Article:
Hospitals are not open about their charity-care and financial-assistance policies despite voluntary guidelines by the American Hospital Association asking hospitals to develop fair policies and publish them widely, according to a report by the Access Project, Boston. The community-action group, which focuses on access to care for the poor and uninsured, said few hospital executives were willing to provide clear information about financial-assistance programs. Despite repeated phone calls to 61 randomly selected hospitals, only 12 executives, representing 15 hospitals, agreed to participate in the survey. Even fewer were willing and able to share their hospitals' written policies on eligibility for financial assistance, the Access Project said.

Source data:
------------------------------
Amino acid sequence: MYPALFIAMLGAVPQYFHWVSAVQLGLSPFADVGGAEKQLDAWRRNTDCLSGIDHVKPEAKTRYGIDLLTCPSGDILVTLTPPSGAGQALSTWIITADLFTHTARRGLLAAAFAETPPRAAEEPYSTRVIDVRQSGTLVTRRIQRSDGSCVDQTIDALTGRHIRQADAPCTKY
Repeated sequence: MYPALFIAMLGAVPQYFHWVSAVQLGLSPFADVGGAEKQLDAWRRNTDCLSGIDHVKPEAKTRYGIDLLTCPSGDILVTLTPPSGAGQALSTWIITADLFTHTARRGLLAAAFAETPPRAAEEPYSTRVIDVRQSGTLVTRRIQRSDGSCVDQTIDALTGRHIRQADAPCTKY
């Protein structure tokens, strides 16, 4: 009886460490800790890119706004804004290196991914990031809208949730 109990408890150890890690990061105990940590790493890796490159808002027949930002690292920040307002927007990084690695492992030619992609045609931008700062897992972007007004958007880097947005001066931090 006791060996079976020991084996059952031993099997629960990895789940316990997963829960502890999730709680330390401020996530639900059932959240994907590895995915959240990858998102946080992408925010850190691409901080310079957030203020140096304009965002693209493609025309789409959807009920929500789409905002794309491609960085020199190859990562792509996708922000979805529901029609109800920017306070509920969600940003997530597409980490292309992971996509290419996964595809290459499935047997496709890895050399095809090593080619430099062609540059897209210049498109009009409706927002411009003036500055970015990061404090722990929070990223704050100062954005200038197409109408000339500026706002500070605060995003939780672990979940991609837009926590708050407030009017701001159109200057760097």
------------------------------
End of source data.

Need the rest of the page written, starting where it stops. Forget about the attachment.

The AHA issued the guidelines in December 2003, amid a slew of lawsuits against hospitals over their billing of uninsured patients and as lawmakers threatened legislation to curb the industry's billing and collection practices. According to the AHA's Web site, more than 80% of its 5,000 member hospitals have pledged that they meet or exceed the guidelines or were evaluating their policies in light of the guidelines. "This national survey places the burden of proof on hospitals to show that they actually are sharing information with their communities about financial support for uninsured patients and that their signatures on the letter of commitment reflect their actual practices," Access Project Director Mark Rukavina said in a news release. Read the report. -- by Laura B. Benko